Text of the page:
Big growth in the number of Chinese visitors to New Zealand helped boost overall tourist spending by half a billion dollars last year, latest figures show.

Domestic and international tourists spent a combined $23.9 billion in the year ended March 2013, which was $541 million, or 2.3 per cent, more than the previous year.

Statistics New Zealand's report showed spending by international tourists rose by 2.2 per cent ($213 million) in the year, after a 1.4 per cent lift in the previous year.

Spokesman Peter Gardiner said the increase in spending was partly tied to strong growth in Chinese visitors.


"This reflects both the increasing value of the Chinese market and the ongoing change in the composition of our traditional visitor markets," he said.

China is now New Zealand's second-biggest source of tourists, behind Australia with almost 1.2 million annually.

Nearly 50,000 more people from China came to New Zealand during the year to March, a 31.2 per cent jump.

Total Chinese visitor arrivals hit 210,240 - the first time they have exceeded 200,000. That growth has continued throughout the year, rising to 236,300 in the year ended September.

A number of key events helped drive tourism activity during the year, including the world premiere of Peter Jackson's Hobbit movies.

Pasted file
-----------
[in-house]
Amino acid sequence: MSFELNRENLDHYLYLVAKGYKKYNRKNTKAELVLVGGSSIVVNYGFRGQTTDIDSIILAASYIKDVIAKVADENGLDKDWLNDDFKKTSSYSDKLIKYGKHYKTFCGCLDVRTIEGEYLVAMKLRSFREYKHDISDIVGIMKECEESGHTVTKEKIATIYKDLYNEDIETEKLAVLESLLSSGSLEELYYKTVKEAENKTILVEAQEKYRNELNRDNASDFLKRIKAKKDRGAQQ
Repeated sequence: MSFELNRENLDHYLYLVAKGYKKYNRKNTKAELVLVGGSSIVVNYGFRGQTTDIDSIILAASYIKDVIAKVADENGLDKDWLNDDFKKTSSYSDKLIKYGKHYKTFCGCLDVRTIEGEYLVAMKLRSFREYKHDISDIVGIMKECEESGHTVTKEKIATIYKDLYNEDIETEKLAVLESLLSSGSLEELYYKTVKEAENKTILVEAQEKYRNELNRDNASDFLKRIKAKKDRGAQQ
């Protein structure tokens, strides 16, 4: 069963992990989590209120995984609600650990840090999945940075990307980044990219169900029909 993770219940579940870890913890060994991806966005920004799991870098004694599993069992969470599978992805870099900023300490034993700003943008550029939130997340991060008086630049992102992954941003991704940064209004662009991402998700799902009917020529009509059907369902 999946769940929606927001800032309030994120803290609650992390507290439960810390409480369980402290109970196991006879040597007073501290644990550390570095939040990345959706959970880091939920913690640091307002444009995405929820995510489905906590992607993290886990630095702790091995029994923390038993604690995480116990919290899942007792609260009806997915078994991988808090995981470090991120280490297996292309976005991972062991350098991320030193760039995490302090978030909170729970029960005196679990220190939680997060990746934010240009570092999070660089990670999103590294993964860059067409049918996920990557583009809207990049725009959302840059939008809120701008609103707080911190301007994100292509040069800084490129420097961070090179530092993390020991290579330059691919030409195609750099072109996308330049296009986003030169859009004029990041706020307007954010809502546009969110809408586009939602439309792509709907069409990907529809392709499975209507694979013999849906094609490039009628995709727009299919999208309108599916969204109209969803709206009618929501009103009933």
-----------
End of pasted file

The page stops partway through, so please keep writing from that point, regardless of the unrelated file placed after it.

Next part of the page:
Tourism generated a direct contribution to GDP of $7.3 billion, or 3.7 per cent of GDP, and tourists generated $1.3 billion in GST revenue.

The industry directly employed 110,800 full-time workers, which was 5.7 per cent of New Zealand's total workforce.

The strongest growth in tourism expenditure was in education services, which increased 3.8 per cent to $689 million.


Today's report provides the most recent snapshot of tourism spending but Statistics New Zealand has released more recent data for visitor arrivals.

The latest International Travel and Migration report showed visitor arrivals last month were the second-highest ever for a September month.

A total of 191,100 visitors landed in September, compared to 179,100 a year ago.

The 21,200 visitors from China was well up from 14,000 last September.

Visitor arrivals in the year to September were 2.670 million, up 3 per cent on the previous year.